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Issue 11.2 ('Boolean')
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Deep Dive on Creating MySQL Tables Part 2

Column Names, Data Types, Null Options, Constraints, and some Index Options

Issue: 11.2 (March/April 2013)
Author: Craig Boyd
Author Bio: Craig Boyd is currently a Sr. Data Modeler for a well-known national retailer. But in his 17 years of IT experience, he has been everything from a PC Technician to iSeries System Administrator to iSeries Programmer and Sr. Technical Lead. He lives in the great state of Texas with his wife and two kids.
Article Description: No description available.
Article Length (in bytes): 15,973
Starting Page Number: 76
Article Number: 12113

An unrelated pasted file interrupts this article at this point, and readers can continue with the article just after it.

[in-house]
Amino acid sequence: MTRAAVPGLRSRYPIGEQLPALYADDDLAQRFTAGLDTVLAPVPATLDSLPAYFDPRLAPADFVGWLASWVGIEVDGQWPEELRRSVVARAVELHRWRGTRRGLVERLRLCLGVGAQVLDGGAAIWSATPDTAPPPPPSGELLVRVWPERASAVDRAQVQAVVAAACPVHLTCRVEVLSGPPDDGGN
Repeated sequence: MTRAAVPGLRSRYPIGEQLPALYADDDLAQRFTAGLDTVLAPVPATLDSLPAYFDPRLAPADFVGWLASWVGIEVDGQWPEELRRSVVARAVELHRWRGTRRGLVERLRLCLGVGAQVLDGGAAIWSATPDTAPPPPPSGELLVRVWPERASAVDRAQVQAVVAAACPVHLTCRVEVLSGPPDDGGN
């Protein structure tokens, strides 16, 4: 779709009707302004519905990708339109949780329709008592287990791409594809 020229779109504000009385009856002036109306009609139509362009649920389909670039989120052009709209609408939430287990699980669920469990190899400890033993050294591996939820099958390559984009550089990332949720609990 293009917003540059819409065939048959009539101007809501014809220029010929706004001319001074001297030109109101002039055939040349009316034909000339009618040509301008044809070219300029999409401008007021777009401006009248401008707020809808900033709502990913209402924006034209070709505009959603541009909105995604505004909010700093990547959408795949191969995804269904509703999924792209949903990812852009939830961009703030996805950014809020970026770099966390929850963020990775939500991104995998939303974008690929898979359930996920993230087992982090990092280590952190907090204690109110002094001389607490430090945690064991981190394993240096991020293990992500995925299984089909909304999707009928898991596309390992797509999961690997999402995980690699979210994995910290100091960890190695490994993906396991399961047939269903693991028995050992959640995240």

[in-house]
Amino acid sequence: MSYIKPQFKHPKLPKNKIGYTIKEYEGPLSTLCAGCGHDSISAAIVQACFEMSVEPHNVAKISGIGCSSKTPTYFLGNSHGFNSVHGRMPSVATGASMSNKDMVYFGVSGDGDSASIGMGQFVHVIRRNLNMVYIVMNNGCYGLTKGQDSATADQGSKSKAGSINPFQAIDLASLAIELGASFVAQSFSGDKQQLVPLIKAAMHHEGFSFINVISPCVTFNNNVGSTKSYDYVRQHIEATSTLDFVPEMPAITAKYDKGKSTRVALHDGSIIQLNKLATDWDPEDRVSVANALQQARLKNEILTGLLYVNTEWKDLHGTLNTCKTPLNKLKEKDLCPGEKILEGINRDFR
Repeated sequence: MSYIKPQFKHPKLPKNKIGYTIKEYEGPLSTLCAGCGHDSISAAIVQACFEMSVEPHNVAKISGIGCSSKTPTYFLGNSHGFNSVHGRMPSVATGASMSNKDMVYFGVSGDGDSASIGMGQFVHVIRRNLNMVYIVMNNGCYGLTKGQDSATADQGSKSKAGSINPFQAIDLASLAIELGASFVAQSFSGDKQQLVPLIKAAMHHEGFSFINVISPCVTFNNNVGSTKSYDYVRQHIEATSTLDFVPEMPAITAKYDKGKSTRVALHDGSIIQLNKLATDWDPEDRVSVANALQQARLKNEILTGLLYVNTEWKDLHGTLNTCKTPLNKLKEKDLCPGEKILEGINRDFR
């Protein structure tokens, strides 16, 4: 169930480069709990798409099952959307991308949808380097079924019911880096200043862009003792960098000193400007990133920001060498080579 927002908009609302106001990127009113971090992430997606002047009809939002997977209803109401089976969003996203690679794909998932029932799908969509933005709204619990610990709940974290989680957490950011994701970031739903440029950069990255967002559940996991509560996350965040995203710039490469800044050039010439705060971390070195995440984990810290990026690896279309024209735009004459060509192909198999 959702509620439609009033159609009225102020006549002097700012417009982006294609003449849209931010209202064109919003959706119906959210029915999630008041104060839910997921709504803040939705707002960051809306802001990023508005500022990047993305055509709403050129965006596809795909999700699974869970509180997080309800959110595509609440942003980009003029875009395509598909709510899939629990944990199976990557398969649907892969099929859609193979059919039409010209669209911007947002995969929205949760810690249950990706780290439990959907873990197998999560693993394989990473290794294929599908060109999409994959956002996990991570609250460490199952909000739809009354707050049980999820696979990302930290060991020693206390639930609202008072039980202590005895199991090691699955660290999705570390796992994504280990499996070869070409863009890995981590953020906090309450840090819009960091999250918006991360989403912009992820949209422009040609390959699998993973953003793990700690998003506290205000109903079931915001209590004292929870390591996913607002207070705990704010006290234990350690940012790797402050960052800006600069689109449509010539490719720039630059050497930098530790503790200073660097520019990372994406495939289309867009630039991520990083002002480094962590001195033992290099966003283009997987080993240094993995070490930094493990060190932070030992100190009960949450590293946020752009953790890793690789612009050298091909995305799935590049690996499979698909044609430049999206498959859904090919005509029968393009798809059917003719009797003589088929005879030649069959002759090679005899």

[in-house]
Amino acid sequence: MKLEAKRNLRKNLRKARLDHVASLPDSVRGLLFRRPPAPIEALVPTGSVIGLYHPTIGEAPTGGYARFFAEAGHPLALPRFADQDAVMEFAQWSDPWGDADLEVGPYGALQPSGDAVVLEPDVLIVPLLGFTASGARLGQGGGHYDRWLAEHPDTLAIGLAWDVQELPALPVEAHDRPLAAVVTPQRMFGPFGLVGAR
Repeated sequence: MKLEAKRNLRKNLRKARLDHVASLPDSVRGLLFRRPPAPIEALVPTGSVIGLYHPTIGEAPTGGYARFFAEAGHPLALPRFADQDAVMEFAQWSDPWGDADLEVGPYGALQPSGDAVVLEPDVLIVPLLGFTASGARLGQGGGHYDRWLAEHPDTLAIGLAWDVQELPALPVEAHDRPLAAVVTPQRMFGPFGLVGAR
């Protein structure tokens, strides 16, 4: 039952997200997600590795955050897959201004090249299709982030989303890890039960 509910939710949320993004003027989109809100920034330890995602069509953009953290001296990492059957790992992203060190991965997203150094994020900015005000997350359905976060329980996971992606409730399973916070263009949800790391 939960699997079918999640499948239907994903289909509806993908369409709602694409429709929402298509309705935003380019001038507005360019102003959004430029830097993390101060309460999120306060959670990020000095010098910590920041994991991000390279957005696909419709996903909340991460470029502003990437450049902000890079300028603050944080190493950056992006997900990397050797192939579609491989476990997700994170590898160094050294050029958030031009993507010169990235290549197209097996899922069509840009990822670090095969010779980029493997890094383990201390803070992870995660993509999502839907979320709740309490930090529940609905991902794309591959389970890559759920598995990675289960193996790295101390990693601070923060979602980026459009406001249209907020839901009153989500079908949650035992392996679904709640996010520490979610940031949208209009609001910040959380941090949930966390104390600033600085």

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Excerpt of article text...

Last time we talked about the different kinds of tables that could be created in MySQL as well as a couple of different ways to create them. For this next installment, we are going to talk about the next section of the CREATE TABLE statement, the column definition. The column definition section encompasses the column names, data types, null options, constraints, and some index options.

The first thing we need to discuss is the column name. MySQL refers to table names, column names, index names, etc., as identifiers. As identifiers, they all have the same or similar limitations. So what that basically means is that table and column names must adhere to the following rules:

Can't be more than 64 characters long.

Must consist of A-Z, a-z, 0-9, $, and _ (underscore).

Can start with a number, but cannot consist entirely of numbers without being quoted.

Databases, tables, and columns cannot end in spaces.

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